Writing earlier about word meanings brought to mind something I read a while back, about "gay" coming to mean "homosexual."
Seems that this isn't a recent development, and that as far back as the 1850s -- at least in London and New York -- "gay" had already taken on a connotation, one which fully developed in the 1960s.
(I also suspect that this was a town mouse/country mouse thing for a while, so that those in New York might have heard this connotation decades before those in, say, Raleigh might have).
I remember very plainly the last time I heard "gay" used publicly in the old sense. I was at chapel at Moody Bible Institute in 1975. (We were still required to attend chapel 5 days a week then). A speaker -- one who was not the sharpest knife in the drawer, and whose name I'll withhold to protect the guilty -- said something to the effect that summer was on the way, and it was time "to take out our gay clothing."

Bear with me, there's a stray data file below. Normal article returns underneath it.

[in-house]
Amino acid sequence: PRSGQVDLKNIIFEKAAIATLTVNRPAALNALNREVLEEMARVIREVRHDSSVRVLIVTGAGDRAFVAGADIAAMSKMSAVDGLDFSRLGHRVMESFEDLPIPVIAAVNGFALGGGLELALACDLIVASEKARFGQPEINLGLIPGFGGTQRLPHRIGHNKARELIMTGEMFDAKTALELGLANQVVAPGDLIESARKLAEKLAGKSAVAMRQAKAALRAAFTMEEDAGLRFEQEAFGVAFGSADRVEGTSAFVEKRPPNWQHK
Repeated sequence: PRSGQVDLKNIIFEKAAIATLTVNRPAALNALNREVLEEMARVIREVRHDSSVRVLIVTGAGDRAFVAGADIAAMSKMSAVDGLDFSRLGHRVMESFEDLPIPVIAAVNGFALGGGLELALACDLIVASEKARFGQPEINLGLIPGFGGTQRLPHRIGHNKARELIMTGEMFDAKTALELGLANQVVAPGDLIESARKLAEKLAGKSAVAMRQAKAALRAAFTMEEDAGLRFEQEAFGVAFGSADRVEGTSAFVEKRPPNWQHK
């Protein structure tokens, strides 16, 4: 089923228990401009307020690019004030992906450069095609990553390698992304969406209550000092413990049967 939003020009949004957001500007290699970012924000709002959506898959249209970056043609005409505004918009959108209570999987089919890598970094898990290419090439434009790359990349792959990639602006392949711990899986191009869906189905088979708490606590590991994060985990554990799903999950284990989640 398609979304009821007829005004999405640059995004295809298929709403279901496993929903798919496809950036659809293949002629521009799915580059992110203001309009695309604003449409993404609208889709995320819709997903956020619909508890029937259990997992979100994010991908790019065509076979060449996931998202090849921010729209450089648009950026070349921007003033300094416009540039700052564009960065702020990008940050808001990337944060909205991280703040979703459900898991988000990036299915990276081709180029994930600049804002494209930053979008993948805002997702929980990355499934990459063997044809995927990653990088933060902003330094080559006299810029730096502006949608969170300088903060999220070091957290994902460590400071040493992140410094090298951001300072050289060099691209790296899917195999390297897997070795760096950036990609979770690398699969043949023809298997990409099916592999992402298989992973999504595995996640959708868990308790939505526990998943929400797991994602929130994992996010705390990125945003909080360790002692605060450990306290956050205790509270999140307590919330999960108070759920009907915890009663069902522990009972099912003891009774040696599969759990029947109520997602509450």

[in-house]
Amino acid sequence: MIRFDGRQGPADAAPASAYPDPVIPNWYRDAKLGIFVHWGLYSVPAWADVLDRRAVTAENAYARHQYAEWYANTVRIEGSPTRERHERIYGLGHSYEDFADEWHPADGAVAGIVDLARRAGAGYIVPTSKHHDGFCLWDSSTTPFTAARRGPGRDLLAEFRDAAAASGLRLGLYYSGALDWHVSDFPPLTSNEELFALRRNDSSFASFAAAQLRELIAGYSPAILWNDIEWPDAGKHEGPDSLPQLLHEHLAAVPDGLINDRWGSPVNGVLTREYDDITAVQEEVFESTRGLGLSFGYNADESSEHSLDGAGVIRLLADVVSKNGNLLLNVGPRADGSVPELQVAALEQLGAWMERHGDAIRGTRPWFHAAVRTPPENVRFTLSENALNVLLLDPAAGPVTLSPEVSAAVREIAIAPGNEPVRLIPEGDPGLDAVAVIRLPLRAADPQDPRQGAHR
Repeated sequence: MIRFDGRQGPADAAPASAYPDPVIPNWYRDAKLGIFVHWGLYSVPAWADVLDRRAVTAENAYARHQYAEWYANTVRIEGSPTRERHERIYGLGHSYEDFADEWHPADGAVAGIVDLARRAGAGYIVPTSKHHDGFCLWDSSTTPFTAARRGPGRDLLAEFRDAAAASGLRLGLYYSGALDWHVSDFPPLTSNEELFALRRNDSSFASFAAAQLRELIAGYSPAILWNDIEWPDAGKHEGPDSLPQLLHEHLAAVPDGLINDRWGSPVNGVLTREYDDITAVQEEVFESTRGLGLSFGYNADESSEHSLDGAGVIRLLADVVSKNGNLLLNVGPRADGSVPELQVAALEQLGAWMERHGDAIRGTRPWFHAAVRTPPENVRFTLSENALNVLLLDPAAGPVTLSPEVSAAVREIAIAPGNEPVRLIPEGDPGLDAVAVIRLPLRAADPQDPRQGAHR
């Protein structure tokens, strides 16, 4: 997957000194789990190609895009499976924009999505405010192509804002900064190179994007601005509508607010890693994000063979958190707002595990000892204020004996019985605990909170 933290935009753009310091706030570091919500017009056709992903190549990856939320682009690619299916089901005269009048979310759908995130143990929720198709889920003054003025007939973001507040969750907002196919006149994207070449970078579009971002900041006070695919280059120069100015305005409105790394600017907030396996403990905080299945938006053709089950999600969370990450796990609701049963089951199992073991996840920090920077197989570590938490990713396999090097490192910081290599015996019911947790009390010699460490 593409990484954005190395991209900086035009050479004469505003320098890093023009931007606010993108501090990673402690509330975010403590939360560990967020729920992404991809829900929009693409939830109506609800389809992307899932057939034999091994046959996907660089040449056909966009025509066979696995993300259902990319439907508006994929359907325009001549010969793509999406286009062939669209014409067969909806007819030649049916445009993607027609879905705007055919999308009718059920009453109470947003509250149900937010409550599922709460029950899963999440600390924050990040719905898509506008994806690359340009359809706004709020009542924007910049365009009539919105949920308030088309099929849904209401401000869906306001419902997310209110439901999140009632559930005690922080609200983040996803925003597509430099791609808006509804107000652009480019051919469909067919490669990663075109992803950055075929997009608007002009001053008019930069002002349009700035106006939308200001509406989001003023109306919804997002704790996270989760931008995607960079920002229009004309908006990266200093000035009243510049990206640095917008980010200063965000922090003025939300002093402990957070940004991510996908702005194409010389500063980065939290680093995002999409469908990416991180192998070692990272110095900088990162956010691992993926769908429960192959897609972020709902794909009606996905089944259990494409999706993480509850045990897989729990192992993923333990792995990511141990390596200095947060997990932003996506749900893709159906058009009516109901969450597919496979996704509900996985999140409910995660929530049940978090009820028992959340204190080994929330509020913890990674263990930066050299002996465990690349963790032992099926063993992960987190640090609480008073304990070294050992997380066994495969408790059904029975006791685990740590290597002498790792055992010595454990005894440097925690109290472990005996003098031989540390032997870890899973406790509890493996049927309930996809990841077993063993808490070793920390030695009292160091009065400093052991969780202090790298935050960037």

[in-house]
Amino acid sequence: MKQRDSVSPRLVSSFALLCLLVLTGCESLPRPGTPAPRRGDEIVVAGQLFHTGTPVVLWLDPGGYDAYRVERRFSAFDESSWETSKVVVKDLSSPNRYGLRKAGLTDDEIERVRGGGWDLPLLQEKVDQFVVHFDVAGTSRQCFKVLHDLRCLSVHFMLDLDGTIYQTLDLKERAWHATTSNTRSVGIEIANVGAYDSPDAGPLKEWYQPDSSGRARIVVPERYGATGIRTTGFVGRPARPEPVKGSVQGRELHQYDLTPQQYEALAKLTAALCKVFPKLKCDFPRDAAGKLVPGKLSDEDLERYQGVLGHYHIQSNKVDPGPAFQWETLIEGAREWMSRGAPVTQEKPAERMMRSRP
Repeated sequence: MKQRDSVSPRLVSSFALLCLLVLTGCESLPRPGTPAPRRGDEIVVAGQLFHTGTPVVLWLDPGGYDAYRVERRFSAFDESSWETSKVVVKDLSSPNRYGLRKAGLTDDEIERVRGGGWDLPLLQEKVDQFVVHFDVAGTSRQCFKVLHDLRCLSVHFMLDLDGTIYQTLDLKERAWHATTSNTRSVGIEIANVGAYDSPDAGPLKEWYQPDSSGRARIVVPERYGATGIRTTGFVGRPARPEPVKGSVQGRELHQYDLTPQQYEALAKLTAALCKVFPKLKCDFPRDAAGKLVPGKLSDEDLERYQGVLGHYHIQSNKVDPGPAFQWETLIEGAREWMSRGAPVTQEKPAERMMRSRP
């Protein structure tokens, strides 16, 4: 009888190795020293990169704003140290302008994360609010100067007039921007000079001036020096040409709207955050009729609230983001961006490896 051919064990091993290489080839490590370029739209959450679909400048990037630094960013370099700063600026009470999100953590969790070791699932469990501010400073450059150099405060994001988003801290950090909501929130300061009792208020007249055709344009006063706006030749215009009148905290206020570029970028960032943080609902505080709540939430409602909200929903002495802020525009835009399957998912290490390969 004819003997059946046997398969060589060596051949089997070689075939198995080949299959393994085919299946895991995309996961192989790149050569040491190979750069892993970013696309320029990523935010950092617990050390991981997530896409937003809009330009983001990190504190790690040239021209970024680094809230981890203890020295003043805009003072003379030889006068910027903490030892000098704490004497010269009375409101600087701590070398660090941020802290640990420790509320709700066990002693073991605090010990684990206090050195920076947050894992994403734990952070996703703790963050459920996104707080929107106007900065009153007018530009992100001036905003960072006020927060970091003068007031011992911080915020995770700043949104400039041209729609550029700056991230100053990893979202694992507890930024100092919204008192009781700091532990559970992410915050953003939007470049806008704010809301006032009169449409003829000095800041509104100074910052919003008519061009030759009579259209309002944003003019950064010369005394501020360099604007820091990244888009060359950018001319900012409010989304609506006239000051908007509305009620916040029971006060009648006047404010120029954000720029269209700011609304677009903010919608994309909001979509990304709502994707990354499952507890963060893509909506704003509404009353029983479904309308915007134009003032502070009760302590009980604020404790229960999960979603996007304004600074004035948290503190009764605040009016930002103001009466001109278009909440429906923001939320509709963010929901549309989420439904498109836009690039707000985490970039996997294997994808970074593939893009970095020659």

Snickers went through the audience. Some laughed out loud. I remember the look on the guy's face: he obviously didn't have a clue why people were laughing.
Words are tough. Meanings change, and sometimes quickly.